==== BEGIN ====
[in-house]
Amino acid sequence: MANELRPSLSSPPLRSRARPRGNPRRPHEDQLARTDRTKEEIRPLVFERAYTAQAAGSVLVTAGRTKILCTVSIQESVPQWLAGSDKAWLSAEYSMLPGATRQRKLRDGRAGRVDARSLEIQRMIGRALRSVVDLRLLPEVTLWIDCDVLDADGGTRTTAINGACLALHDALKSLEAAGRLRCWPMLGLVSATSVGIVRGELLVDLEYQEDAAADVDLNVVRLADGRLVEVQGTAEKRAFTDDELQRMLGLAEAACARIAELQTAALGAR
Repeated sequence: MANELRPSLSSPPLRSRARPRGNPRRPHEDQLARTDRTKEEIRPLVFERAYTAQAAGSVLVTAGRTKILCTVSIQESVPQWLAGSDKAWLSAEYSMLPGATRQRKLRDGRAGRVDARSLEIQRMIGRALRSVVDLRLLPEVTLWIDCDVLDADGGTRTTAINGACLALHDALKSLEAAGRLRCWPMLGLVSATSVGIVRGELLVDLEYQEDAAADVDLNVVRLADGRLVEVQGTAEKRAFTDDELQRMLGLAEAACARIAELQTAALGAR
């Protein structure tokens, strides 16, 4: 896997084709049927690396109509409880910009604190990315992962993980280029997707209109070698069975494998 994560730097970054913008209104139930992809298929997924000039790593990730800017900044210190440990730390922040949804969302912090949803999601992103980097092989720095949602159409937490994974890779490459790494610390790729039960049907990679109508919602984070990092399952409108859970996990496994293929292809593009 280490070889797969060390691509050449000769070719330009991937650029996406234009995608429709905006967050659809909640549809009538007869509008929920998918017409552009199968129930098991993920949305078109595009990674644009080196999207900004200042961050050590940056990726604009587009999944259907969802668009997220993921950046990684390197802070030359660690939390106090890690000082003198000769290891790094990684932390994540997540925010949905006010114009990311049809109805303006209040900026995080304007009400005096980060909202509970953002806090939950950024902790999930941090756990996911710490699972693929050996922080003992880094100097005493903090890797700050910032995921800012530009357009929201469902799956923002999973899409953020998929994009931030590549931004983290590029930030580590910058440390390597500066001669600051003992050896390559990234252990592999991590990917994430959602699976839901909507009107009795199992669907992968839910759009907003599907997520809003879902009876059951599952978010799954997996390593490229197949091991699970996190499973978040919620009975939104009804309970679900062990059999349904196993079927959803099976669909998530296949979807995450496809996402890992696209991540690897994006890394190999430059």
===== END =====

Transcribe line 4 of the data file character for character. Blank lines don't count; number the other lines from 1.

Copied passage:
């Protein structure tokens, strides 16, 4: 896997084709049927690396109509409880910009604190990315992962993980280029997707209109070698069975494998 994560730097970054913008209104139930992809298929997924000039790593990730800017900044210190440990730390922040949804969302912090949803999601992103980097092989720095949602159409937490994974890779490459790494610390790729039960049907990679109508919602984070990092399952409108859970996990496994293929292809593009 280490070889797969060390691509050449000769070719330009991937650029996406234009995608429709905006967050659809909640549809009538007869509008929920998918017409552009199968129930098991993920949305078109595009990674644009080196999207900004200042961050050590940056990726604009587009999944259907969802668009997220993921950046990684390197802070030359660690939390106090890690000082003198000769290891790094990684932390994540997540925010949905006010114009990311049809109805303006209040900026995080304007009400005096980060909202509970953002806090939950950024902790999930941090756990996911710490699972693929050996922080003992880094100097005493903090890797700050910032995921800012530009357009929201469902799956923002999973899409953020998929994009931030590549931004983290590029930030580590910058440390390597500066001669600051003992050896390559990234252990592999991590990917994430959602699976839901909507009107009795199992669907992968839910759009907003599907997520809003879902009876059951599952978010799954997996390593490229197949091991699970996190499973978040919620009975939104009804309970679900062990059999349904196993079927959803099976669909998530296949979807995450496809996402890992696209991540690897994006890394190999430059």